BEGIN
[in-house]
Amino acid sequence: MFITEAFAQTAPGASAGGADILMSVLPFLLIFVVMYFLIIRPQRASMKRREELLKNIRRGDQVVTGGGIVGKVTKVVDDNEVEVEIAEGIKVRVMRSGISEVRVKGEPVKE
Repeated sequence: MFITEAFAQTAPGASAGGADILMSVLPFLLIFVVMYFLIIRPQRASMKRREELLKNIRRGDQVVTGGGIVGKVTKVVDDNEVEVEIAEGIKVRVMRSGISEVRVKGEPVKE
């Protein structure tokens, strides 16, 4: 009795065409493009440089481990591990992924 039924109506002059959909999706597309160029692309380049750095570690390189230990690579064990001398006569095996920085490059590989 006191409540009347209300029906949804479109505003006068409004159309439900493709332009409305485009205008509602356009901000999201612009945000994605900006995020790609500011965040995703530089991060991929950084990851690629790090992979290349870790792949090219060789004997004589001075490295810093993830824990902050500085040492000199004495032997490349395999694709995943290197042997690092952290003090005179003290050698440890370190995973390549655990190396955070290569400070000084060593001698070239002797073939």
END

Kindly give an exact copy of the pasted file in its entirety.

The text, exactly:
[in-house]
Amino acid sequence: MFITEAFAQTAPGASAGGADILMSVLPFLLIFVVMYFLIIRPQRASMKRREELLKNIRRGDQVVTGGGIVGKVTKVVDDNEVEVEIAEGIKVRVMRSGISEVRVKGEPVKE
Repeated sequence: MFITEAFAQTAPGASAGGADILMSVLPFLLIFVVMYFLIIRPQRASMKRREELLKNIRRGDQVVTGGGIVGKVTKVVDDNEVEVEIAEGIKVRVMRSGISEVRVKGEPVKE
């Protein structure tokens, strides 16, 4: 009795065409493009440089481990591990992924 039924109506002059959909999706597309160029692309380049750095570690390189230990690579064990001398006569095996920085490059590989 006191409540009347209300029906949804479109505003006068409004159309439900493709332009409305485009205008509602356009901000999201612009945000994605900006995020790609500011965040995703530089991060991929950084990851690629790090992979290349870790792949090219060789004997004589001075490295810093993830824990902050500085040492000199004495032997490349395999694709995943290197042997690092952290003090005179003290050698440890370190995973390549655990190396955070290569400070000084060593001698070239002797073939």